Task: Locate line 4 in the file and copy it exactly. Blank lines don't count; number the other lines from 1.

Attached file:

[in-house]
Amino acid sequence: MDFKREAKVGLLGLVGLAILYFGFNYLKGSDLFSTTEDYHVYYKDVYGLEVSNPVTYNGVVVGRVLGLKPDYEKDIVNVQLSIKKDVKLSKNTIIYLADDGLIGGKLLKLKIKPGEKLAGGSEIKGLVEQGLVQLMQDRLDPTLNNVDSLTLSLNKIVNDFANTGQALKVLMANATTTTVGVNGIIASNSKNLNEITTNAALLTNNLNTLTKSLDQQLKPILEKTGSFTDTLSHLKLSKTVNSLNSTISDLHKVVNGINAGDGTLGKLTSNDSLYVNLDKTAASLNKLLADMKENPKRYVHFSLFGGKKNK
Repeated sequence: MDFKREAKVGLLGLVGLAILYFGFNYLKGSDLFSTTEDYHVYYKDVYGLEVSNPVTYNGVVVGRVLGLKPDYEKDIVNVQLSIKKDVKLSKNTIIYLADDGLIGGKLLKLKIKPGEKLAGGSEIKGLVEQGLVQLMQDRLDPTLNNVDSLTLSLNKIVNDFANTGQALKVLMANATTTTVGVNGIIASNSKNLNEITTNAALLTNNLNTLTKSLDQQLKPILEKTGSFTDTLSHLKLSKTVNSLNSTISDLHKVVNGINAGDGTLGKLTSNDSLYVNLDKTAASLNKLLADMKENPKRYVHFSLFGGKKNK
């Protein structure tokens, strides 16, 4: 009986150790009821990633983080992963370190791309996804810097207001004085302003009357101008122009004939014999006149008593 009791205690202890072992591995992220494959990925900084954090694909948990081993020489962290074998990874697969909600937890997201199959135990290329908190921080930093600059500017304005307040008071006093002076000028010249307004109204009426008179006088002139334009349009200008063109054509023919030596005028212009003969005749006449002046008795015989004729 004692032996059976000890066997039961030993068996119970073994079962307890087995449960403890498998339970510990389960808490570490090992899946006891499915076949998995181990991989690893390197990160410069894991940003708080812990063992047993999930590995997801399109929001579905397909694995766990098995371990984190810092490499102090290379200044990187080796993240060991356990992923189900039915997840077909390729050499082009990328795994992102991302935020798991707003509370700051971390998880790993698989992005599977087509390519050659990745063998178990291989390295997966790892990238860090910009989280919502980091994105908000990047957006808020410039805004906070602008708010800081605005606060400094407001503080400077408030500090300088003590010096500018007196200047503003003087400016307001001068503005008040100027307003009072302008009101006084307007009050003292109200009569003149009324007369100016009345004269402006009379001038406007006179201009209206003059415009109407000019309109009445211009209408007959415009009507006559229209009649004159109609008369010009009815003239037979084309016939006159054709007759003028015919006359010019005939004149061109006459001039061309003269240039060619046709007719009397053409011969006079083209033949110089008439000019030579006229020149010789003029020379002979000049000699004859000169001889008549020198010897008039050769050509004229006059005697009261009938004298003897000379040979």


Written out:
């Protein structure tokens, strides 16, 4: 009986150790009821990633983080992963370190791309996804810097207001004085302003009357101008122009004939014999006149008593 009791205690202890072992591995992220494959990925900084954090694909948990081993020489962290074998990874697969909600937890997201199959135990290329908190921080930093600059500017304005307040008071006093002076000028010249307004109204009426008179006088002139334009349009200008063109054509023919030596005028212009003969005749006449002046008795015989004729 004692032996059976000890066997039961030993068996119970073994079962307890087995449960403890498998339970510990389960808490570490090992899946006891499915076949998995181990991989690893390197990160410069894991940003708080812990063992047993999930590995997801399109929001579905397909694995766990098995371990984190810092490499102090290379200044990187080796993240060991356990992923189900039915997840077909390729050499082009990328795994992102991302935020798991707003509370700051971390998880790993698989992005599977087509390519050659990745063998178990291989390295997966790892990238860090910009989280919502980091994105908000990047957006808020410039805004906070602008708010800081605005606060400094407001503080400077408030500090300088003590010096500018007196200047503003003087400016307001001068503005008040100027307003009072302008009101006084307007009050003292109200009569003149009324007369100016009345004269402006009379001038406007006179201009209206003059415009109407000019309109009445211009209408007959415009009507006559229209009649004159109609008369010009009815003239037979084309016939006159054709007759003028015919006359010019005939004149061109006459001039061309003269240039060619046709007719009397053409011969006079083209033949110089008439000019030579006229020149010789003029020379002979000049000699004859000169001889008549020198010897008039050769050509004229006059005697009261009938004298003897000379040979």